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Curry’s monster scoring continues while Warriors reconcile with Bell

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Curry is scoring at an elite rate, Bell is named team captain a game after his suspension, and the champs suffer a bizarro third quarter

NBA: Golden State Warriors at Minnesota Timberwolves Jesse Johnson-USA TODAY Sports

The Golden State Warriors lost an exciting, but bizarrely officiated 131-130 game to the Minnesota Timberwolves. I’ll have more on the officiating in the Warriors Wonder that’ll post later today, but for now I’ll just share three gold-blooded musings from last night’s game.

Steph Curry: Professional Scorer

The greatest point guard alive is quietly sculpting the second greatest scoring season of his 10 year career. He’s averaging 27.9 points per game on 47% shooting from the field, 43% from beyond the arc, and 91% from the free throw line. Does anybody know this? Those are MVP level numbers; he hasn’t scored that much from the field since his 2015-2016 Unanimous MVP campaign when he averaged 30 PPG.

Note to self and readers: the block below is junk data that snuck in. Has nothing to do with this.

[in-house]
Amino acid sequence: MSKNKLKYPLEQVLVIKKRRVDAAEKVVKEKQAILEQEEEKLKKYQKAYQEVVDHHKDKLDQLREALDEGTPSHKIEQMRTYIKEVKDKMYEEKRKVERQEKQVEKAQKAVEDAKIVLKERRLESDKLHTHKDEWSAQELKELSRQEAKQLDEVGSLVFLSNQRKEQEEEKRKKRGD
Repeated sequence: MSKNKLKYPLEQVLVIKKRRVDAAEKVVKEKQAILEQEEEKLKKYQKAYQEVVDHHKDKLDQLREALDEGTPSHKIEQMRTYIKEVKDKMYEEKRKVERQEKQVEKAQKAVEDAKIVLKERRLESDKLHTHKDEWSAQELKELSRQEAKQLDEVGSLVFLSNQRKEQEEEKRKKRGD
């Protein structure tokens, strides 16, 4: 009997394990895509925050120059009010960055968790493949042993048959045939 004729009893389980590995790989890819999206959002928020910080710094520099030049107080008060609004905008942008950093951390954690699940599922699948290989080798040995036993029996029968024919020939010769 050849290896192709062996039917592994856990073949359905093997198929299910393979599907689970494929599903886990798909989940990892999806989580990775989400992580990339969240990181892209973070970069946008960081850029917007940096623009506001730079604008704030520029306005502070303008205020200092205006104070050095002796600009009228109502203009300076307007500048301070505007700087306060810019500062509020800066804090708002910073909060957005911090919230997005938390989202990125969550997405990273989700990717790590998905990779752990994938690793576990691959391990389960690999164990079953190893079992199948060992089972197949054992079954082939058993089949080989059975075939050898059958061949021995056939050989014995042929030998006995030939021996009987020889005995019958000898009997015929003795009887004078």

Last night, he staged a one man run to get the Warriors in striking distance in the final minutes of the OT period.

Curry gets hot from downtown the same way Michael Jordan used to go supernova from the mid-range. He’s a magical dude!

Sharing is caring

The Warriors had four starters with at least five assists (everyone but DeMarcus Cousins, who had zero). The champs have long used free-flowing ball movement as a weapon, and in the first half it was momentarily demoralizing for the Wolves when the Warriors got hot.

But it also shows a willingness, nay, a devotion to sharing the spotlight in the Golden State that is infectious. Perhaps that ethos of their team culture was what drove the team to make Jordan Bell the team captain for last night’s game. Bell had missed the previous game with a suspension for playing a poor prank on assistant coach Mike Brown, but was honored in his return.

The Warriors just know how to put a smile on people’s faces!

An unusually garbage third quarter

The champs had a trash third quarter that ultimately forced them to rally in the fourth and lose in overtime.

How unfortunate for the champs that they couldn’t knock Minnesota out in the third period. Normally, we’re used to the Dubs delivering a post-halftime tsunami that washes away any hope for the opposing squad. This time, it was jarring to see it happen in reverse.

Yikes. Throughout the game the Warriors had several lulls of poor defense, namely allowing the pick-and-roll ball handler to slice through the paint and score at the rim.

When the Warriors are completely locked in and in an ornery mood, they tend to squash these. Perhaps they let the foot off the gas when their lead ballooned early in the third, or maybe Minnesota just forced their will. Could be a little of both.